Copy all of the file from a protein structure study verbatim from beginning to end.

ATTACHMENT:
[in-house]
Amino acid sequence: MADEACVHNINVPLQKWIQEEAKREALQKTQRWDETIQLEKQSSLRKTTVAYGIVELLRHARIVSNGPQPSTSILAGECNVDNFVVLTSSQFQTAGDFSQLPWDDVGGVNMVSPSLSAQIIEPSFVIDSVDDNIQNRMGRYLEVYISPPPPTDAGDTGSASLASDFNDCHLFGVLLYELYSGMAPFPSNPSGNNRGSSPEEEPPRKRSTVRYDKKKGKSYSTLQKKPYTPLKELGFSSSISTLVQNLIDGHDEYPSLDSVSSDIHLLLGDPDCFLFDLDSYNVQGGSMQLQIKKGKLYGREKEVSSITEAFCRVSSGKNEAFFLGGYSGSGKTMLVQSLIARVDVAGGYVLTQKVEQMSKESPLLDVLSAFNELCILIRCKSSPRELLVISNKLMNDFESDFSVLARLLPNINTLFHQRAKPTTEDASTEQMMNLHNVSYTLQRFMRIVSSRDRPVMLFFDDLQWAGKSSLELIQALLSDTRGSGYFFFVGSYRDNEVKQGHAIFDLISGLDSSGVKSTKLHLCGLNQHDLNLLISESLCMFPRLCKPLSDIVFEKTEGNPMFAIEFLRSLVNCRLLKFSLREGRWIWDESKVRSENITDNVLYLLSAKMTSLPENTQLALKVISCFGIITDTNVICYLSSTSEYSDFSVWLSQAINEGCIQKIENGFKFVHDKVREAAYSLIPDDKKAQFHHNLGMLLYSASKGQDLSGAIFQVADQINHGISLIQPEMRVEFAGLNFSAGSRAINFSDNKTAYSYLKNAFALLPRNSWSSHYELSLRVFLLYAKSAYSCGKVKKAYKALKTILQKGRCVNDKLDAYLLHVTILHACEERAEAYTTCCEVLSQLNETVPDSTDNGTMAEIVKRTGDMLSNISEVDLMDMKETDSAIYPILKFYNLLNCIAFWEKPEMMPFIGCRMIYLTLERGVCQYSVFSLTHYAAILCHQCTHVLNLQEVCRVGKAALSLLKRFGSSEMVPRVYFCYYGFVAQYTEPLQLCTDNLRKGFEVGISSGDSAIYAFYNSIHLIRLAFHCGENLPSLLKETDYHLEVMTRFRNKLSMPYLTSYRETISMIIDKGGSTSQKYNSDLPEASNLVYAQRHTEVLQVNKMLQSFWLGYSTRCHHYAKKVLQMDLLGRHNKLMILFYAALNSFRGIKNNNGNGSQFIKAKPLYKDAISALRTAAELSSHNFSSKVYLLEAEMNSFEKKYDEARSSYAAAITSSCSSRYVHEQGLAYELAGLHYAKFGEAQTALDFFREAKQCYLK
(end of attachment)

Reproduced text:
[in-house]
Amino acid sequence: MADEACVHNINVPLQKWIQEEAKREALQKTQRWDETIQLEKQSSLRKTTVAYGIVELLRHARIVSNGPQPSTSILAGECNVDNFVVLTSSQFQTAGDFSQLPWDDVGGVNMVSPSLSAQIIEPSFVIDSVDDNIQNRMGRYLEVYISPPPPTDAGDTGSASLASDFNDCHLFGVLLYELYSGMAPFPSNPSGNNRGSSPEEEPPRKRSTVRYDKKKGKSYSTLQKKPYTPLKELGFSSSISTLVQNLIDGHDEYPSLDSVSSDIHLLLGDPDCFLFDLDSYNVQGGSMQLQIKKGKLYGREKEVSSITEAFCRVSSGKNEAFFLGGYSGSGKTMLVQSLIARVDVAGGYVLTQKVEQMSKESPLLDVLSAFNELCILIRCKSSPRELLVISNKLMNDFESDFSVLARLLPNINTLFHQRAKPTTEDASTEQMMNLHNVSYTLQRFMRIVSSRDRPVMLFFDDLQWAGKSSLELIQALLSDTRGSGYFFFVGSYRDNEVKQGHAIFDLISGLDSSGVKSTKLHLCGLNQHDLNLLISESLCMFPRLCKPLSDIVFEKTEGNPMFAIEFLRSLVNCRLLKFSLREGRWIWDESKVRSENITDNVLYLLSAKMTSLPENTQLALKVISCFGIITDTNVICYLSSTSEYSDFSVWLSQAINEGCIQKIENGFKFVHDKVREAAYSLIPDDKKAQFHHNLGMLLYSASKGQDLSGAIFQVADQINHGISLIQPEMRVEFAGLNFSAGSRAINFSDNKTAYSYLKNAFALLPRNSWSSHYELSLRVFLLYAKSAYSCGKVKKAYKALKTILQKGRCVNDKLDAYLLHVTILHACEERAEAYTTCCEVLSQLNETVPDSTDNGTMAEIVKRTGDMLSNISEVDLMDMKETDSAIYPILKFYNLLNCIAFWEKPEMMPFIGCRMIYLTLERGVCQYSVFSLTHYAAILCHQCTHVLNLQEVCRVGKAALSLLKRFGSSEMVPRVYFCYYGFVAQYTEPLQLCTDNLRKGFEVGISSGDSAIYAFYNSIHLIRLAFHCGENLPSLLKETDYHLEVMTRFRNKLSMPYLTSYRETISMIIDKGGSTSQKYNSDLPEASNLVYAQRHTEVLQVNKMLQSFWLGYSTRCHHYAKKVLQMDLLGRHNKLMILFYAALNSFRGIKNNNGNGSQFIKAKPLYKDAISALRTAAELSSHNFSSKVYLLEAEMNSFEKKYDEARSSYAAAITSSCSSRYVHEQGLAYELAGLHYAKFGEAQTALDFFREAKQCYLK